Weed control is also another benefit of rotation. The 'renovation' effect, from totally removing the perennial, also helps suppress weeds that have developed through the years that the perennial has been the predominant crop on that piece of ground.

No matter which summer annual seems to be the most viable option to you, it is important that you know and understand the management and expected returns from each crop before selecting your crop. Planning forward is important to the development of a successful pasture rotation that will keep high quality forage in front of your high producing cattle as many days of the year as possible.

Winter Annual Production

While summer annuals fill in the gap of the 'summer slump', winter annuals fill in the gaps that occur in the fall and late winter. Since the ultimate goal is to have a living forage crop on the land as many days of the year as possible, it makes sense to develop a program that incorporates winter annuals.

See the winter annual options below that are best for grazing:

Annual Ryegrass + Small Grain Mix - The ryegrass in this mix adds the quality forage that we look for in a winter annual, and the small grain provides winter cover/protection. This can be grazed or harvested in the fall as well as in the spring. The spring grazing/harvest will consist of primarily ryegrass, depending somewhat on the species of small grain and the severity of the winter weather. Oats, Triticale, Spelt and Wheat are all options for mixing with ryegrass. Carefully consider how you will kill the annual ryegrass before utilizing this option. In an organic situation, a rotovator or a moldboard plow should work fine. Chisel plow and/or discing will not work.

Winter Rye - Rye has the potential for both fall and early spring grazing if the conditions allow. When grazing in the fall, it's important to make the appropriate management decisions according to the desired spring yield. The heavier the pressure in the fall, the less regrowth should be expected in the spring. Overgrazing during cold, wet conditions will do considerable damage to the spring growth. While rye may not be the most palatable option, it grows aggressively in the spring, provides quick feed and then is done. This may be beneficial depending on the desired rotation.

Crimson Clover (Option for Warmer Climates) - Crimson is a great option for both forage and for nitrogen production for the next crop. It's usually mixed with a small grain or annual ryegrass for maximum yield and quality.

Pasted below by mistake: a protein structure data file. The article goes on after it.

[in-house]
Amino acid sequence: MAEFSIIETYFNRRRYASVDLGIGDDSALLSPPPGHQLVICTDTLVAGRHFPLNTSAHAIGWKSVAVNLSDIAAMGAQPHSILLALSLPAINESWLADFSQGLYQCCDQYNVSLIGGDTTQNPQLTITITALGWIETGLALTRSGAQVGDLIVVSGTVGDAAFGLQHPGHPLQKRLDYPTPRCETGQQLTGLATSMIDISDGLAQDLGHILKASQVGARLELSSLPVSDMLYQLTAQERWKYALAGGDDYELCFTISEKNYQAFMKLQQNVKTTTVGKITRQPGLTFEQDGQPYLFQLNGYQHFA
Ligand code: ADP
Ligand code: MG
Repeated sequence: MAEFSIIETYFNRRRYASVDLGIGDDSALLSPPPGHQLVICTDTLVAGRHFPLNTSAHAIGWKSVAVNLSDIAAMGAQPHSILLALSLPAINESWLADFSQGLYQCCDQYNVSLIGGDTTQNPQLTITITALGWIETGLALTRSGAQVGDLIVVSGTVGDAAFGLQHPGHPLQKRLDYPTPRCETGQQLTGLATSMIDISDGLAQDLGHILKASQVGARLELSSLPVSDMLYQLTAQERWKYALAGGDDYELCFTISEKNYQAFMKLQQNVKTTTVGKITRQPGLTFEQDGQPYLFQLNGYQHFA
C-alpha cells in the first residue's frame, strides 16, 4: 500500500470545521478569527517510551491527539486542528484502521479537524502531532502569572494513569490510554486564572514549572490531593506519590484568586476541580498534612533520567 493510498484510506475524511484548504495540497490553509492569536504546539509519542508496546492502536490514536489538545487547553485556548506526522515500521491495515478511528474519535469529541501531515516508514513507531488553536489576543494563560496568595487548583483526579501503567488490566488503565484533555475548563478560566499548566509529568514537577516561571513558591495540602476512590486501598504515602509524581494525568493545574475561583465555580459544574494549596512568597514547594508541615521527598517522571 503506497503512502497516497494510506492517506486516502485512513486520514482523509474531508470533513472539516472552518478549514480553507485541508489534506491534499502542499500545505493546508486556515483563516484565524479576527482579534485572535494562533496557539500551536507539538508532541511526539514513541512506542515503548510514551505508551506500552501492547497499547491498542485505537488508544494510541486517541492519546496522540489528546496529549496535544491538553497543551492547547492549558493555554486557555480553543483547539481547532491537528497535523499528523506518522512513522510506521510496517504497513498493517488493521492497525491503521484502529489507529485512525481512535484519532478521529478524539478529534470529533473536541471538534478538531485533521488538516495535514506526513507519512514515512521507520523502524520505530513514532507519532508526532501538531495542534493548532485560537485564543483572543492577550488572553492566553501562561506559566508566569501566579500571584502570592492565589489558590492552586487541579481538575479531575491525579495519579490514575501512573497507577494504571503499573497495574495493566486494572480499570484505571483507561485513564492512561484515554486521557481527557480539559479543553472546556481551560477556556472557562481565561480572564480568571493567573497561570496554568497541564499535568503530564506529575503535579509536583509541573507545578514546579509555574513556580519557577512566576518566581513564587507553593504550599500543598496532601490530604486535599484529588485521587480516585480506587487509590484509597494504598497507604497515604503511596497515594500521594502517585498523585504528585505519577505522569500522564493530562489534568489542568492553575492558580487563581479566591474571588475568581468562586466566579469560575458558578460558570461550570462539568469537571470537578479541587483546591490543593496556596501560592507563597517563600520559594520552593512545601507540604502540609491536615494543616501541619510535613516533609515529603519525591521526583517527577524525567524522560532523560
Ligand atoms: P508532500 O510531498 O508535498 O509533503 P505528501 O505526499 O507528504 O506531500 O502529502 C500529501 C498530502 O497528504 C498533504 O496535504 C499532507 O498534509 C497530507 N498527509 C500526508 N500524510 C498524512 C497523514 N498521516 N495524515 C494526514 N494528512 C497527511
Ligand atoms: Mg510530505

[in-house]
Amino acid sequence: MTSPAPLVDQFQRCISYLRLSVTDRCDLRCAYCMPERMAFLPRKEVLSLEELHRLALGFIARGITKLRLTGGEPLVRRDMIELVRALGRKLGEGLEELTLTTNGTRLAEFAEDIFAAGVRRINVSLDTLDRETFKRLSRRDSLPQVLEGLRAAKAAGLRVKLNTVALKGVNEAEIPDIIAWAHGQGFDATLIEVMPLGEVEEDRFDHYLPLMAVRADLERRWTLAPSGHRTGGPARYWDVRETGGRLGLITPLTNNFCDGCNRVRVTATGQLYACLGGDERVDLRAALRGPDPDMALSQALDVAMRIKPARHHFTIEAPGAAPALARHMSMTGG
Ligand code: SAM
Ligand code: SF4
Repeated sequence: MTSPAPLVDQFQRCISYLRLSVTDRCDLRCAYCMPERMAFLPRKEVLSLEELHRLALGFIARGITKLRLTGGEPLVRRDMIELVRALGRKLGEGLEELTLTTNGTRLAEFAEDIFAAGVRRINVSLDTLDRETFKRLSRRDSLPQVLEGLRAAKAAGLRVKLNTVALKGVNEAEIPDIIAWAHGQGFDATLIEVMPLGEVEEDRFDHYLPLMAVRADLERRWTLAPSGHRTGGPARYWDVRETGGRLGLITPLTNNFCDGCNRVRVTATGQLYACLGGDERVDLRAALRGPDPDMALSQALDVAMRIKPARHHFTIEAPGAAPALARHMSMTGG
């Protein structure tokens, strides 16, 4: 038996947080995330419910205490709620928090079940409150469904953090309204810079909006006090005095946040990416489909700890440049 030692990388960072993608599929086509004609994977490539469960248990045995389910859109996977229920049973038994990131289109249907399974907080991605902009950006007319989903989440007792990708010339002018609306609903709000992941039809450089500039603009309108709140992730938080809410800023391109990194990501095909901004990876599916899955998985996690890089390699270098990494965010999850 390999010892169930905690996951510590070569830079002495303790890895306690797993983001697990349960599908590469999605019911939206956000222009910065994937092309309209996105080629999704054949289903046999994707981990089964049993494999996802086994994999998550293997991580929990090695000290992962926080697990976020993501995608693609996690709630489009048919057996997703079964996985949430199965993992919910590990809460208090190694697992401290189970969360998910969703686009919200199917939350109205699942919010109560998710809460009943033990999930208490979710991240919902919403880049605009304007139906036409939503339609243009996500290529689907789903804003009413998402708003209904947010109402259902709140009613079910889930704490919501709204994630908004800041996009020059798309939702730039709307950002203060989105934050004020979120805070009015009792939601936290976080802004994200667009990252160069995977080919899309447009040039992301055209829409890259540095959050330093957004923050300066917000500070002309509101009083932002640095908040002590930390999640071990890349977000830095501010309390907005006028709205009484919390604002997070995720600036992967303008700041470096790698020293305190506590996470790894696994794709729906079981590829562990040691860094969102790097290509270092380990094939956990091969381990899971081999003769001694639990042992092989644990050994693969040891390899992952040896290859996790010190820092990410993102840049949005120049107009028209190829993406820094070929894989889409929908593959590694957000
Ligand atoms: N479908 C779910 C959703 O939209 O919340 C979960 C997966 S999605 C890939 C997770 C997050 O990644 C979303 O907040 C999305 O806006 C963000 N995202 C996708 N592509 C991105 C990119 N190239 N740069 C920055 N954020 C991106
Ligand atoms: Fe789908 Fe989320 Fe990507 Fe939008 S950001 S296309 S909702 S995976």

Medium Red Clover - This is a high yielding, high quality clover that grows well for two years and then starts to decline. It is fast growing and very winter hardy, handling the northern climates well.

Ladino Clover - Ladino clover is great for seeding alone or for seeding with medium red clover. The mix of the two provides aggressive, high quality forage for two years, then as the red clover plays out, the ladino clover still develops into a long lasting stand. This clover is typically very resistant to grazing, depending somewhat on the variety selected.

Brassicas - While brassicas can be used for quality grazing in the heat of the summer; they're also a great option for extending the grazing season into late fall/early winter. Planted in late summer/early fall, they provide a feed that is high in protein and very low in effective fiber. Cattle tend to go through an adaptation period before aggressively grazing brassicas. Don't be discouraged if they don't immediately begin grazing.

Based on the options above, you can extend your grazing season and increase production on your acreage. While the options discussed are based on a constant livestock requirement, the requirements of your livestock will change throughout the year, changing the graph somewhat. Additionally, the options discussed above are representations of the options available to you for extending the grazing season. There are many species or mixes of species that could be utilized. Before committing to these crops, work with an agronomist to understand the ins and outs of managing these forage crops.

Joshua Baker is the Assistant Marketing Manager of Kings AgriSeeds, Inc. He can be reached at: Phone - (717) 687-6224, Website: www.KingsAgriSeeds.com